Well, here it is, folks. I’m plunging head-first into a series on fear. I’ve thought hard, pulled away, held back. I’ve worried that you’d get bored with the same topic several weeks in a row. I’ve wondered whether you were already sick of hearing about fear (it’s not the first time I’m talking about it!) And I’ve been afraid that you would give up on me, decide to move on to someone who’s got it more together. Which all shows that I really do need to hang out here and look at the truth about fear a little bit longer.
And I suspect you might too. See, I’m learning that just about everybody struggles with fear. Some of us push it away with busyness. Some cover it up with laughter. But when we turn down the volume and slow the pace we discover that we haven’t managed to outrun or outperform or outshout fear. It’s still there. So we might as well sit down with Jesus and each other and stare fear in the face and discover. . . oh, but I’m getting ahead of myself.
Stop for a second and recall the last time you felt the mouth-drying, heart-pounding knock of fear: Did you consider fear a liability (something you just wanted to get rid of as quickly as possible) or an asset (something that might actually benefit you)? Why?
“You’re too fearful to go to Afghanistan. In fact, I think you’re so anxious that you’ll never connect with anyone on any significant level. You’ll never make a difference in the world.” That verdict, given by the psychologist during my pre-departure psychological screening, grounded in me more deeply than ever my conviction that fear was a liability: it was something that held me back, something to be hated and fought and gotten rid of as quickly as possible. But, following four years in Afghanistan, illness that has led me away from my medical career, and a ministry that now flows out of connecting deeply with God and others, I’m learning that fear can be an asset – if we learn how to let it lead us closer to Jesus.
So – how?
Well, first, we need to know three things, then we’ll talk about some practices that can help us.
The first thing we need to know is that fear doesn’t have the last word.
Fear doesn’t have the last word because our fear doesn’t disqualify us. That was the poison in the psychologist’s verdict: “You’re fearful, so you can’t go. You’re anxious, so you’ll never make a difference.” God says no. That’s not true. He used Moses and Gideon and Peter, all of whom were crippled by fear in one way or another. And He didn’t ask them to fix the fear before they were fit for the job. He just asked them to let Him be with them in the fear and to let Him use them in spite of it.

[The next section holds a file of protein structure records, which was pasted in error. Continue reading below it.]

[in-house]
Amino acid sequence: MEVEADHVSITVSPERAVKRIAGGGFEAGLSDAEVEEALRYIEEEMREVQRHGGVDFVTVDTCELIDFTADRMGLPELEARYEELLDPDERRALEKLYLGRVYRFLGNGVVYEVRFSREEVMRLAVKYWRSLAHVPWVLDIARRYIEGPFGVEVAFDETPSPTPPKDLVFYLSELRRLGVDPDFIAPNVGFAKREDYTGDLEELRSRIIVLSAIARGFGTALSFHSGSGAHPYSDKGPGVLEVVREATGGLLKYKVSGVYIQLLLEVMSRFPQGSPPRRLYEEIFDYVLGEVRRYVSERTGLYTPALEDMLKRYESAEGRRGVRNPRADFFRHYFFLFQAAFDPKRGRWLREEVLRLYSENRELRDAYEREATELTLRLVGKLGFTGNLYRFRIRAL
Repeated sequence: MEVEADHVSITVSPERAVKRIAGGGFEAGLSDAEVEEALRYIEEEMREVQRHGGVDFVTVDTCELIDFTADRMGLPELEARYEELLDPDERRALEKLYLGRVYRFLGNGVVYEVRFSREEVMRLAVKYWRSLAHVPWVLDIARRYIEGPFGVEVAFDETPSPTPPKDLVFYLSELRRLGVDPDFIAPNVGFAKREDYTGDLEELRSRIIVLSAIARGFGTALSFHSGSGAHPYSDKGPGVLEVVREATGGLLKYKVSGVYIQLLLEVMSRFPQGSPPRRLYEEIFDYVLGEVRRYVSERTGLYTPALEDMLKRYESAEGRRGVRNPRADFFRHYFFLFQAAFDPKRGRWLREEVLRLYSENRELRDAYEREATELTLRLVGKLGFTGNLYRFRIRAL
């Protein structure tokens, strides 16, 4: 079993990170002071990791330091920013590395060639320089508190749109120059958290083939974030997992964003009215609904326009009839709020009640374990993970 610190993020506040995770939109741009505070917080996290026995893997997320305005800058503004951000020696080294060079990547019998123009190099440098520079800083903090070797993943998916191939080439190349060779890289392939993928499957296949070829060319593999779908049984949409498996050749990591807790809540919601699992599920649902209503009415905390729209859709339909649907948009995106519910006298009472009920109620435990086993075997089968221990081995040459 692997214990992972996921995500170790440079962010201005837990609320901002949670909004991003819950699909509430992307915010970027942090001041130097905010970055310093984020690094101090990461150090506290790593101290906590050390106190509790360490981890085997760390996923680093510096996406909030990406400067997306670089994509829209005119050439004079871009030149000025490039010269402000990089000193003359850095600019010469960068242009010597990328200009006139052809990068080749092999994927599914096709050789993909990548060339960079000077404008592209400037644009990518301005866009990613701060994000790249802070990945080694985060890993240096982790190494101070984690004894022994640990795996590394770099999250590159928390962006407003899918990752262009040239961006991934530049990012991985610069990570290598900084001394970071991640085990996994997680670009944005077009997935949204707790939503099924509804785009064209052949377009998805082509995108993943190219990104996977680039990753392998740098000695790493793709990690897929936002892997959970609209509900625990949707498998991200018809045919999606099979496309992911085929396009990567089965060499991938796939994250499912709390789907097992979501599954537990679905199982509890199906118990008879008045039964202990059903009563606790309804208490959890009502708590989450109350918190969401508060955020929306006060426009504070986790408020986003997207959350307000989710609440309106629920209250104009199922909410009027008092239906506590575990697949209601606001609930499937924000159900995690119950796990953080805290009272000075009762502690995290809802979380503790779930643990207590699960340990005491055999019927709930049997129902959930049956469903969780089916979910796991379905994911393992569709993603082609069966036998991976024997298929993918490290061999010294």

And fear doesn’t have the last word because God can actually use fear to set us free from fear. I want to be clear about this: God doesn’t want us living in fear. His desire and plan is that His perfect love set us free from fear. But for most of us, that isn’t something that happens instantly. It can take a lifetime. So in the meantime, we need to stop trying to hide our fear, and learn to let Jesus use it to draw us closer to Himself. The beauty of Jesus’ way of working is that He can use even the thing that He wants to set us free from as part of the process of setting us free. How’s that? First, our fear can be a constant reminder of our need for Jesus, and second, it can be the place where we experience most deeply His love which will then set us free. We only ever really know how deeply and securely we’re loved when we find ourselves loved in the middle of the mess.
Since fear doesn’t have the last word, WE DON’T NEED TO FEAR FEAR. We don’t have to panic when we feel afraid, or agonize when we can’t fix it. We can lean in and let ourselves be loved, right in the middle of feeling the fear, right in the middle of our inability to fix it. And that’s exactly what we have to do, because God makes it clear that it’s perfect love – His love – that casts out our fear. (I John 4:18) In other words, we can’t cast out our fear. We can’t make our fear go away. All we can do is learn to let ourselves be loved in the middle of the fear, and let His love do the work of getting rid of our fear – after He has used it to teach us how deeply and securely we are loved.
Next week: the second thing we need to know to turn fear from a liability to an asset.
In the meantime, what might it look like for you to lean in and let yourself be loved in the midst of your fear?
Interested in pursing this further and live in the Halifax area? I’ll be offering a workshop entitled “Encountering Jesus in our struggle with fear” on Wednesday June 26th. Click here for details and to register.